A Special Issue of the journal Global Public Health online May 23rd focuses on Participatory Visual Methods, the use of arts-based visual tools such as digital storytelling, participatory video, archiving, and collage for collecting, analyzing, and working with research data. Dr. Marni Sommer, Mailman School associate professor of sociomedical sciences, served as co-author of the issue with Dr. Claudia Mitchell, professor in the department of integrated studies in the faculty of education of McGill University. Emily Vasquez, a doctoral student in the department of sociomedicial sciences at the Mailman School, served as the managing editor of the special issue.
[Photo: Dr. Marni Sommer]
Central to Participatory Visual Methods is collaboration. Engaging participants and communities, the methodologies draw out responses about one’s health and well-being. A key aspect of visual research is its power to represent what is difficult to put into words, especially by marginalized populations. For example, a set of photos or videos can offer new evidence from the visual perspective of a group of young women on how they see sexual violence. Unlike data that is collected through surveys or conventional interviews, the images not only inform the empirical evidence, but can leave the laboratory or office of a researcher. Through exhibitions and screenings, the visuals also can reach many audiences: school or health personnel, parents and community members, in addition to policy-makers.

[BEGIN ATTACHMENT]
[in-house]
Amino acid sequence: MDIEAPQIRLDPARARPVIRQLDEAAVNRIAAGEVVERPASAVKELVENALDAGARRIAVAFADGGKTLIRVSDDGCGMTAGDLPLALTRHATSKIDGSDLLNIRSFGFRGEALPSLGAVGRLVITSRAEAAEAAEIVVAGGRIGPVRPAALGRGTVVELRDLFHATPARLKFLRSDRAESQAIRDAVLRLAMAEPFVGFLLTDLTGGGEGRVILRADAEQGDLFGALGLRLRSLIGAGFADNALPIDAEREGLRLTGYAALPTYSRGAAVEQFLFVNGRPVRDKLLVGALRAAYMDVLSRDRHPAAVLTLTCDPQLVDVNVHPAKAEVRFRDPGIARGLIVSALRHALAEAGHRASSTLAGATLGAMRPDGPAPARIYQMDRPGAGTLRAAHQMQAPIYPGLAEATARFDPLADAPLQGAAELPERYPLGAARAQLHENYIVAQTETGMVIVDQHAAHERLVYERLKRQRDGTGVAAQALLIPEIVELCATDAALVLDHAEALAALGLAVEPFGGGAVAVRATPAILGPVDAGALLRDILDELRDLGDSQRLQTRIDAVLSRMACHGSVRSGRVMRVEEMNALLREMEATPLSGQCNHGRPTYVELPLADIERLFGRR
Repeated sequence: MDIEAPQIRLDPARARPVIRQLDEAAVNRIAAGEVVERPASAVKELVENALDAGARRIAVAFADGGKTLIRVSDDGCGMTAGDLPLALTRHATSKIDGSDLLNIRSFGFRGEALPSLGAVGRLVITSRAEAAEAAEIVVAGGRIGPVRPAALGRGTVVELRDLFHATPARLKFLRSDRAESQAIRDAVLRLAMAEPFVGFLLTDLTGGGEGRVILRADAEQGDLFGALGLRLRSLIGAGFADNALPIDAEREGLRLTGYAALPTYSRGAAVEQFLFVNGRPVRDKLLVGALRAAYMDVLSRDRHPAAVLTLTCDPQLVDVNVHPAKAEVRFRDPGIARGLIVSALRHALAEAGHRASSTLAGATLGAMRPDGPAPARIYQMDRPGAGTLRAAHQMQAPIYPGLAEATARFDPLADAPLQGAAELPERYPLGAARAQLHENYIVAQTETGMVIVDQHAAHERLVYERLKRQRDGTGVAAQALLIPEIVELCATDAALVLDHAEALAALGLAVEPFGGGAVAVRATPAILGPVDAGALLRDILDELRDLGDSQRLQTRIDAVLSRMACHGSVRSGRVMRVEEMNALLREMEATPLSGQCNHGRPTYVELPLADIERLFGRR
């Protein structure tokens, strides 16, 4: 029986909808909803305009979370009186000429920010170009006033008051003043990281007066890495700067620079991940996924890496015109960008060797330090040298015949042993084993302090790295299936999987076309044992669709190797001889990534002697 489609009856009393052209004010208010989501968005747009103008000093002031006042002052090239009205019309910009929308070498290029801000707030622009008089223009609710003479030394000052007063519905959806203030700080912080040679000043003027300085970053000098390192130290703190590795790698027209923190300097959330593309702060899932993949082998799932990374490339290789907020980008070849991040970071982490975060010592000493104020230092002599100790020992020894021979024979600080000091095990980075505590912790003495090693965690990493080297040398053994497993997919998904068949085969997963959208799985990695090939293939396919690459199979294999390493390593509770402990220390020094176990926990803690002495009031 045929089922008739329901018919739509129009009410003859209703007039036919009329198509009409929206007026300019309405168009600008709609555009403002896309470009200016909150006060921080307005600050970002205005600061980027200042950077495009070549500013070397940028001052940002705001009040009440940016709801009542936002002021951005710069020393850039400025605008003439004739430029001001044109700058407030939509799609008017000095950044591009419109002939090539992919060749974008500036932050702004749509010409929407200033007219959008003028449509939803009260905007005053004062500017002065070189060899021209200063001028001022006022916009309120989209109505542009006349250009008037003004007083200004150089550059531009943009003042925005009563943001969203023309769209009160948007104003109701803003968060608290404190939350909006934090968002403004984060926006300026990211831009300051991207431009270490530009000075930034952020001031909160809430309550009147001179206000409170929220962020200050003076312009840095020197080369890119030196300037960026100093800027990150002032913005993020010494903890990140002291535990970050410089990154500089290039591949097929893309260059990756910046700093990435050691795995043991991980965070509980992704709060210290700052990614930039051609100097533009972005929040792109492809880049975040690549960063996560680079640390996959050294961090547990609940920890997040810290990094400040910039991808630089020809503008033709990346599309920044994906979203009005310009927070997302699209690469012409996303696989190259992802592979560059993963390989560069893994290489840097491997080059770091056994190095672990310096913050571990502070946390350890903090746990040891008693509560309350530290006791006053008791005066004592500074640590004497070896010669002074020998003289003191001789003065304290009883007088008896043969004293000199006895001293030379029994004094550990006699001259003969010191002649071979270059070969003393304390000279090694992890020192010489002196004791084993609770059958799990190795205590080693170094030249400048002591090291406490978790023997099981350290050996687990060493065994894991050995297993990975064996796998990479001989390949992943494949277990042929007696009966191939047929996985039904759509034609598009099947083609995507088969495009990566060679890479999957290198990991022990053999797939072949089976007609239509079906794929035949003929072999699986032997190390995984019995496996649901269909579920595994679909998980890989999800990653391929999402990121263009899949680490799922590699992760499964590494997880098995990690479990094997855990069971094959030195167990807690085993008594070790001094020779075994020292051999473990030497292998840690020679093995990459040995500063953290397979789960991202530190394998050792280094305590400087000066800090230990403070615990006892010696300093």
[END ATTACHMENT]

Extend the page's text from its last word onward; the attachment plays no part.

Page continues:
Dr. Sommer has a particular expertise in conducting participatory research with adolescents, understanding and promoting healthy transitions to adulthood, the intersection of public health and education, gender and sexual health, and the implementation and evaluation of adolescent-focused interventions. She has worked in global health and development on issues ranging from improving access to essential medicines to humanitarian relief in conflict settings.
The journal Global Public Health was launched at the Mailman School of Public Health in 2006 by Dr. Sommer and Dr. Richard Parker, professor of sociomedical sciences.